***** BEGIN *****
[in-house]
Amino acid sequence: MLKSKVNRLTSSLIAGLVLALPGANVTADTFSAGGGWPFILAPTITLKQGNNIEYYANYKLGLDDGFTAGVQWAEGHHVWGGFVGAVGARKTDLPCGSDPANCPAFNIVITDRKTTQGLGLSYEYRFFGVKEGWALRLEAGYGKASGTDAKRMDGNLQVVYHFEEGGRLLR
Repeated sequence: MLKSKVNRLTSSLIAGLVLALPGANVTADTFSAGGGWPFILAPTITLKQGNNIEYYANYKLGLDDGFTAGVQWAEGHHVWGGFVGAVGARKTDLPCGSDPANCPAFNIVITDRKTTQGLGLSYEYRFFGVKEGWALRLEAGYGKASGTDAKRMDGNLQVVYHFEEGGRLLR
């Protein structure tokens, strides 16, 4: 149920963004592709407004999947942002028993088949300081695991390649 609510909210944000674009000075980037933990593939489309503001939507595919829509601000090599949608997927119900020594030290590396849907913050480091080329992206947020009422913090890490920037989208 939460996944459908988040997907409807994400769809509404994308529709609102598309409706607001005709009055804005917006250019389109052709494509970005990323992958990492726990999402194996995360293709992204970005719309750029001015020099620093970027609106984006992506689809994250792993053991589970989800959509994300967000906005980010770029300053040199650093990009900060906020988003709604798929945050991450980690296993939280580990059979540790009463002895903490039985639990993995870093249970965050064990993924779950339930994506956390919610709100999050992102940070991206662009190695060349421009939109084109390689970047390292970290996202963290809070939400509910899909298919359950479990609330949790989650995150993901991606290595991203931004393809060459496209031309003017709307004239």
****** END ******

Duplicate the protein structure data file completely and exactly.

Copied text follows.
[in-house]
Amino acid sequence: MLKSKVNRLTSSLIAGLVLALPGANVTADTFSAGGGWPFILAPTITLKQGNNIEYYANYKLGLDDGFTAGVQWAEGHHVWGGFVGAVGARKTDLPCGSDPANCPAFNIVITDRKTTQGLGLSYEYRFFGVKEGWALRLEAGYGKASGTDAKRMDGNLQVVYHFEEGGRLLR
Repeated sequence: MLKSKVNRLTSSLIAGLVLALPGANVTADTFSAGGGWPFILAPTITLKQGNNIEYYANYKLGLDDGFTAGVQWAEGHHVWGGFVGAVGARKTDLPCGSDPANCPAFNIVITDRKTTQGLGLSYEYRFFGVKEGWALRLEAGYGKASGTDAKRMDGNLQVVYHFEEGGRLLR
């Protein structure tokens, strides 16, 4: 149920963004592709407004999947942002028993088949300081695991390649 609510909210944000674009000075980037933990593939489309503001939507595919829509601000090599949608997927119900020594030290590396849907913050480091080329992206947020009422913090890490920037989208 939460996944459908988040997907409807994400769809509404994308529709609102598309409706607001005709009055804005917006250019389109052709494509970005990323992958990492726990999402194996995360293709992204970005719309750029001015020099620093970027609106984006992506689809994250792993053991589970989800959509994300967000906005980010770029300053040199650093990009900060906020988003709604798929945050991450980690296993939280580990059979540790009463002895903490039985639990993995870093249970965050064990993924779950339930994506956390919610709100999050992102940070991206662009190695060349421009939109084109390689970047390292970290996202963290809070939400509910899909298919359950479990609330949790989650995150993901991606290595991203931004393809060459496209031309003017709307004239």